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The city of Charlotte does not immediately have to release records of police contracts and purchases ahead of the Republican National Convention, according to a Mecklenburg County Superior Court judge’s decision Thursday.
During a hearing, the court tested two aspects of public records law that impact the procedure for getting records from a government agency and the exemptions government agencies can claim.
On Oct. 28, 2019, the American Civil Liberties Union of North Carolina submitted a public records request to the city of Charlotte for a wide array of contracts, agreements and purchases that the city and its Police Department made in preparation for the Republican National Convention, which is scheduled for Aug. 24-27.
The city did not provide the records, and the ACLU sued on Aug. 3. While state law does not identify a specific time frame in which public records must be provided, it stipulates that they be furnished “as promptly as possible.”
Although the city provided additional documents in the days before the hearing, such as contracts for portable toilets, the city cited an exception in the public records law for security plans to withhold several contracts.
The ACLU argued that any sensitive information could be redacted, though the lawyer for the city of Charlotte, Roger McCalman, said there would be little left unredacted.
“Who we are purchasing items from and what we are purchasing is what we are asserting is sensitive security information,” McCalman said.
Part of the legal test in public records cases is whether the public interest in the documents outweighs the government’s interest in withholding the documents.
In this hearing, the question was whether the public interest to know what purchases the police department had made was more important than the city’s interest in keeping that information private for security purposes.
“When we’re dealing with security information, the balance of the equities is not with the plaintiffs,” Judge Casey Viser said in his decision from the bench.
Though the court denied the ACLU’s motion, the case over the release of the records is ongoing.
This hearing only addressed the ACLU’s request that the records be released immediately. The ACLU’s attorney, Dan Siegel, argued that the public has an immediate interest in the contracts ahead of the convention.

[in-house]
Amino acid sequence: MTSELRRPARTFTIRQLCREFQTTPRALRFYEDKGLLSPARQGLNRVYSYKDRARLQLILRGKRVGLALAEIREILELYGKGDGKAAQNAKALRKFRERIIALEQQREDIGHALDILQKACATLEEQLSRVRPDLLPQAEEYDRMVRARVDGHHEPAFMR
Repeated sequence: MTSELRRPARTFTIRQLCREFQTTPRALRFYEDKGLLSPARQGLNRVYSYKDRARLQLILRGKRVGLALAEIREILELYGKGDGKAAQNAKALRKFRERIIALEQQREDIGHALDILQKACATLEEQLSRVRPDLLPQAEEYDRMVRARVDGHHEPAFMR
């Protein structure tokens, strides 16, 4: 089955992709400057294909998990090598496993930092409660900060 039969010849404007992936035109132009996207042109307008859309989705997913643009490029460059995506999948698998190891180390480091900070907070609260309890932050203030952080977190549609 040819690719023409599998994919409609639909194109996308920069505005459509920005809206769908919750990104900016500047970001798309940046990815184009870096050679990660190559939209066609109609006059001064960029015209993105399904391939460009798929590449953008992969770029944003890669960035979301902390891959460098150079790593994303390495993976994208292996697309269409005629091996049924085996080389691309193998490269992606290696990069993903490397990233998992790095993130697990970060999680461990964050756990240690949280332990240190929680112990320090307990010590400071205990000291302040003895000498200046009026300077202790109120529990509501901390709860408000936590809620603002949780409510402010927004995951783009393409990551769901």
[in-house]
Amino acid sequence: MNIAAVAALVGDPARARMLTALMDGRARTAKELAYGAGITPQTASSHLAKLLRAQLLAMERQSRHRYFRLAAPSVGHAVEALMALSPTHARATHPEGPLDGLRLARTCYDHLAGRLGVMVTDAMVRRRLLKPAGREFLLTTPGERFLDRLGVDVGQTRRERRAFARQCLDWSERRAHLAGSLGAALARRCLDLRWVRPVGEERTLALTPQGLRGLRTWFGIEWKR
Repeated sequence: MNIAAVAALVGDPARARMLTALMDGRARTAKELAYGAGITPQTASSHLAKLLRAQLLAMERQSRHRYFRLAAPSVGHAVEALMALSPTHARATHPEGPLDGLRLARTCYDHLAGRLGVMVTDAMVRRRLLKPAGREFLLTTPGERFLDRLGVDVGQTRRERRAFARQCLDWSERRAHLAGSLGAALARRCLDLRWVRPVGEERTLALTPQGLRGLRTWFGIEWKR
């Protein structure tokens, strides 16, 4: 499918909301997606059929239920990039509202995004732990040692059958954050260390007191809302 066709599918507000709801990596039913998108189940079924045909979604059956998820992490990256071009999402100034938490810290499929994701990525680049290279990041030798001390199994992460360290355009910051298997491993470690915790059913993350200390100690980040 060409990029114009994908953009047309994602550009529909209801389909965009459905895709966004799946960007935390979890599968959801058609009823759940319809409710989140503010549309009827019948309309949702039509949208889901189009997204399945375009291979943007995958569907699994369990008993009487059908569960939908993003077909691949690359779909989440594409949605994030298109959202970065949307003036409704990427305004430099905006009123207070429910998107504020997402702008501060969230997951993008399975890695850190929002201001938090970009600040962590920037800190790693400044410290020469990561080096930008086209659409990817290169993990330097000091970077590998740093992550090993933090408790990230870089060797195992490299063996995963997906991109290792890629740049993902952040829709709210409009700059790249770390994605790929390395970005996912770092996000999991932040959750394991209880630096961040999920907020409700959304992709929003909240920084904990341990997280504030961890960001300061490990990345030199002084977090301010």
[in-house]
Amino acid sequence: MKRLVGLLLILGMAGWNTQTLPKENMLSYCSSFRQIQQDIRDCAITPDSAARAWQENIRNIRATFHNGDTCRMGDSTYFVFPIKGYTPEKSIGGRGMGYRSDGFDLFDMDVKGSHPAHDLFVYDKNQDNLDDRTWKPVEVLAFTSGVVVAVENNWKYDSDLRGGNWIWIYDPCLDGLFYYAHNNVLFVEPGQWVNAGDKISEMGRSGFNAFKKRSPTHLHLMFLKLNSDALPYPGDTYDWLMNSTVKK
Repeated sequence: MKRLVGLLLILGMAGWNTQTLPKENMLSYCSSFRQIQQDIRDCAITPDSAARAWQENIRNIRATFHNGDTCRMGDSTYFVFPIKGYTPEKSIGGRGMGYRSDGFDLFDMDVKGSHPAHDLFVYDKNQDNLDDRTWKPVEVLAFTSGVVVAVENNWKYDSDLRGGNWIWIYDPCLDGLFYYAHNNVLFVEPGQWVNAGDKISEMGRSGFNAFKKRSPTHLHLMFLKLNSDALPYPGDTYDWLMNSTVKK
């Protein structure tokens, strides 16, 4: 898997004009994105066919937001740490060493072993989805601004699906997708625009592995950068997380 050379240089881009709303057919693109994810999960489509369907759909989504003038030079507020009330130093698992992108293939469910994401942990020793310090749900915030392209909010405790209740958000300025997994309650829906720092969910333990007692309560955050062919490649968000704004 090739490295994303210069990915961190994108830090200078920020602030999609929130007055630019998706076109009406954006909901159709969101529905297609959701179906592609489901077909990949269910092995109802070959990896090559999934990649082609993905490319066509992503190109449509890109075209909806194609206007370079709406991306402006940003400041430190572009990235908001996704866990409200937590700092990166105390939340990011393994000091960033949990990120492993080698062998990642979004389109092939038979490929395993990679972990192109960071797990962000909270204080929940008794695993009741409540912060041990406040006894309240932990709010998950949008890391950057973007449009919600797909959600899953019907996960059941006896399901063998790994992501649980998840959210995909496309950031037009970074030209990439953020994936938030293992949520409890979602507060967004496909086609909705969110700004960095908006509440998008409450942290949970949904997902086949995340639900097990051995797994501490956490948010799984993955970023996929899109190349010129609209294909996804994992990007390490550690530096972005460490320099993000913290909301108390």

“North Carolinians deserve to know the types of crowd control, surveillance and munitions they may face if they choose to exercise their constitutionally protected rights of speech, assembly and expression while the Republican National Convention is taking place in their home state,” Siegel said in a press release after the hearing.
Military-grade weapons hypothetically?
Siegel did not provide evidence that Charlotte is actually buying military-grade weapons, though he alluded to this hypothetical several times. In a statement to Carolina Public Press, the ACLU highlighted the Charlotte Police Department’s recent use of “chemical agents, flash-bangs and other weaponry” in response to protests.
McCalman, Charlotte’s lawyer, said he was in no way admitting that the city purchased any kind of military weapon, but “hypothetically, if such weapons were being purchased, they will be for the security purposes of the RNC” and would therefore not be subject to public records law.
McCalman did not specify any information about the contracts that were being withheld. Siegel argued that the city needed to provide some evidence that the documents had something to do with security in order to claim that public records exemption.
However, the judge asked whether that would defeat the point, as describing the records would reveal what is in them.
“How specific do they need to be?” Viser asked.
“I don’t think we can answer that question with mathematical precision but I would submit that it’s more specific than what we have here,” Siegel said.
Charlotte Police Chief Johnny Jennings said publicly that the records would be released sometime after the Republican National Convention, Siegel said in the hearing. It is not clear when that release will take place.
The ACLU did win on a procedural matter in the court.
State law says that parties in a public records dispute must go through mediation before pursuing litigation, unless both parties waive that step.
Since there was no mediation in this case, McCalman argued that the court did not have jurisdiction over the case.
That was a legitimate argument, according to Frayda Bluestein, a Distinguished Professor of Public Law and Government at the University of North Carolina School of Law.
“Court-ordered mediation has been a strategy to reduce litigation and promote settlement,” Bluestein wrote in an email to CPP.
Siegel argued that the law requiring mediation did not apply because the hearing was about a temporary restraining order, which is a tool to get a partial decision on the case quickly. The hearing was not about all of the records the ACLU requested, but the ones the city already had in hand.
Part way through the hearing, Viser announced that he would take jurisdiction for this hearing. At the end of it, he denied the ACLU’s request that the documents be immediately turned over.